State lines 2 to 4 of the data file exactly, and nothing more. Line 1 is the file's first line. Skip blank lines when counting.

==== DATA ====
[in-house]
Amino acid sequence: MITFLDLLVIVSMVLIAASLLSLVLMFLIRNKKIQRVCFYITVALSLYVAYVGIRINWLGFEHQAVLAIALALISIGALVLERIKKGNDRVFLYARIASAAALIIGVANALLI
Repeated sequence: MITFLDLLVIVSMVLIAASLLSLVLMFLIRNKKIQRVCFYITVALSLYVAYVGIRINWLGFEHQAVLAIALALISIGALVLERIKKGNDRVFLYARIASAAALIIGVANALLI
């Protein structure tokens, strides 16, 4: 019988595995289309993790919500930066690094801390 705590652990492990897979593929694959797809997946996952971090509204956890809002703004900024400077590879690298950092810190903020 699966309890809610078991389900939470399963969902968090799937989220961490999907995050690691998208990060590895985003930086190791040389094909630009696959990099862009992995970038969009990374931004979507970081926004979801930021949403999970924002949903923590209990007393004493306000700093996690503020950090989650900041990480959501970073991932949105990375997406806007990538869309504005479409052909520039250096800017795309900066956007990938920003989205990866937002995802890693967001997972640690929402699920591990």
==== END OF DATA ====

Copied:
Amino acid sequence: MITFLDLLVIVSMVLIAASLLSLVLMFLIRNKKIQRVCFYITVALSLYVAYVGIRINWLGFEHQAVLAIALALISIGALVLERIKKGNDRVFLYARIASAAALIIGVANALLI
Repeated sequence: MITFLDLLVIVSMVLIAASLLSLVLMFLIRNKKIQRVCFYITVALSLYVAYVGIRINWLGFEHQAVLAIALALISIGALVLERIKKGNDRVFLYARIASAAALIIGVANALLI
């Protein structure tokens, strides 16, 4: 019988595995289309993790919500930066690094801390 705590652990492990897979593929694959797809997946996952971090509204956890809002703004900024400077590879690298950092810190903020 699966309890809610078991389900939470399963969902968090799937989220961490999907995050690691998208990060590895985003930086190791040389094909630009696959990099862009992995970038969009990374931004979507970081926004979801930021949403999970924002949903923590209990007393004493306000700093996690503020950090989650900041990480959501970073991932949105990375997406806007990538869309504005479409052909520039250096800017795309900066956007990938920003989205990866937002995802890693967001997972640690929402699920591990």